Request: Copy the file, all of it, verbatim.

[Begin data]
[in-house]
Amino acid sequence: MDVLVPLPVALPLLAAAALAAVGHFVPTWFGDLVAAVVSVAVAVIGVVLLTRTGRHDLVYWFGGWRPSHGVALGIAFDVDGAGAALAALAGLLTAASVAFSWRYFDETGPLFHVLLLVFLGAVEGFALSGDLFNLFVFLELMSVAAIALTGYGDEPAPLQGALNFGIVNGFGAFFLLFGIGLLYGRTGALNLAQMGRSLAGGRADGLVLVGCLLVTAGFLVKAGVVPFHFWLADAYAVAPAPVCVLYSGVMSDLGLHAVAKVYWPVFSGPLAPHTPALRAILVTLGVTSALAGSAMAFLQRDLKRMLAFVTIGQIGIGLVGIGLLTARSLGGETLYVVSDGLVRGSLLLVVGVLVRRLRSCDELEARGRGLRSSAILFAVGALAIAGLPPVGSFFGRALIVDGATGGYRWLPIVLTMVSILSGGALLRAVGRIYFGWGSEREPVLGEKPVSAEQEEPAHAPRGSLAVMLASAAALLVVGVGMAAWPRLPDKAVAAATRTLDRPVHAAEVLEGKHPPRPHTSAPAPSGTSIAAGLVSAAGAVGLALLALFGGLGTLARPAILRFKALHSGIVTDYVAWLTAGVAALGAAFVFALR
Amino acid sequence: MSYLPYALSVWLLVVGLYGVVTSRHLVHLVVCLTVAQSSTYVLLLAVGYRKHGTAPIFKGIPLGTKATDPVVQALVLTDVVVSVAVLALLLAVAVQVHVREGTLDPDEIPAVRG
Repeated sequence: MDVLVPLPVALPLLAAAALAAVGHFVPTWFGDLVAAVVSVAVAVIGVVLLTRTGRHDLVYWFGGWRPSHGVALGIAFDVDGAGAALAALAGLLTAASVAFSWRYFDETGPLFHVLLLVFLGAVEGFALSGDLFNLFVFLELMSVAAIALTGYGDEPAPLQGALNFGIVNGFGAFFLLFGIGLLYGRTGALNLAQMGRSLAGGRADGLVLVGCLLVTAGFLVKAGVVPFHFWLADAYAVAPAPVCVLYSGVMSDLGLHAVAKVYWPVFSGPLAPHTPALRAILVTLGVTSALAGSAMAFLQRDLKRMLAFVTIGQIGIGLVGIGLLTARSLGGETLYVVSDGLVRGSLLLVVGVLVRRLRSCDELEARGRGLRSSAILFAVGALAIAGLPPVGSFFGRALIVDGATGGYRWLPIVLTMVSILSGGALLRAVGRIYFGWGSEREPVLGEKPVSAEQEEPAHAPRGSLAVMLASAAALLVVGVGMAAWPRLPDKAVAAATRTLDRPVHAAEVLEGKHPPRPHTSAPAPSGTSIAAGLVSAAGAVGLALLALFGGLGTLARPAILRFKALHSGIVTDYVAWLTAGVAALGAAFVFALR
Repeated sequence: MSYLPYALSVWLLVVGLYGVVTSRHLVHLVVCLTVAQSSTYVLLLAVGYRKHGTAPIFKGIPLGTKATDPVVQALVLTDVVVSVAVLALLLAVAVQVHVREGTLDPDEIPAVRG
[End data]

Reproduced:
[in-house]
Amino acid sequence: MDVLVPLPVALPLLAAAALAAVGHFVPTWFGDLVAAVVSVAVAVIGVVLLTRTGRHDLVYWFGGWRPSHGVALGIAFDVDGAGAALAALAGLLTAASVAFSWRYFDETGPLFHVLLLVFLGAVEGFALSGDLFNLFVFLELMSVAAIALTGYGDEPAPLQGALNFGIVNGFGAFFLLFGIGLLYGRTGALNLAQMGRSLAGGRADGLVLVGCLLVTAGFLVKAGVVPFHFWLADAYAVAPAPVCVLYSGVMSDLGLHAVAKVYWPVFSGPLAPHTPALRAILVTLGVTSALAGSAMAFLQRDLKRMLAFVTIGQIGIGLVGIGLLTARSLGGETLYVVSDGLVRGSLLLVVGVLVRRLRSCDELEARGRGLRSSAILFAVGALAIAGLPPVGSFFGRALIVDGATGGYRWLPIVLTMVSILSGGALLRAVGRIYFGWGSEREPVLGEKPVSAEQEEPAHAPRGSLAVMLASAAALLVVGVGMAAWPRLPDKAVAAATRTLDRPVHAAEVLEGKHPPRPHTSAPAPSGTSIAAGLVSAAGAVGLALLALFGGLGTLARPAILRFKALHSGIVTDYVAWLTAGVAALGAAFVFALR
Amino acid sequence: MSYLPYALSVWLLVVGLYGVVTSRHLVHLVVCLTVAQSSTYVLLLAVGYRKHGTAPIFKGIPLGTKATDPVVQALVLTDVVVSVAVLALLLAVAVQVHVREGTLDPDEIPAVRG
Repeated sequence: MDVLVPLPVALPLLAAAALAAVGHFVPTWFGDLVAAVVSVAVAVIGVVLLTRTGRHDLVYWFGGWRPSHGVALGIAFDVDGAGAALAALAGLLTAASVAFSWRYFDETGPLFHVLLLVFLGAVEGFALSGDLFNLFVFLELMSVAAIALTGYGDEPAPLQGALNFGIVNGFGAFFLLFGIGLLYGRTGALNLAQMGRSLAGGRADGLVLVGCLLVTAGFLVKAGVVPFHFWLADAYAVAPAPVCVLYSGVMSDLGLHAVAKVYWPVFSGPLAPHTPALRAILVTLGVTSALAGSAMAFLQRDLKRMLAFVTIGQIGIGLVGIGLLTARSLGGETLYVVSDGLVRGSLLLVVGVLVRRLRSCDELEARGRGLRSSAILFAVGALAIAGLPPVGSFFGRALIVDGATGGYRWLPIVLTMVSILSGGALLRAVGRIYFGWGSEREPVLGEKPVSAEQEEPAHAPRGSLAVMLASAAALLVVGVGMAAWPRLPDKAVAAATRTLDRPVHAAEVLEGKHPPRPHTSAPAPSGTSIAAGLVSAAGAVGLALLALFGGLGTLARPAILRFKALHSGIVTDYVAWLTAGVAALGAAFVFALR
Repeated sequence: MSYLPYALSVWLLVVGLYGVVTSRHLVHLVVCLTVAQSSTYVLLLAVGYRKHGTAPIFKGIPLGTKATDPVVQALVLTDVVVSVAVLALLLAVAVQVHVREGTLDPDEIPAVRG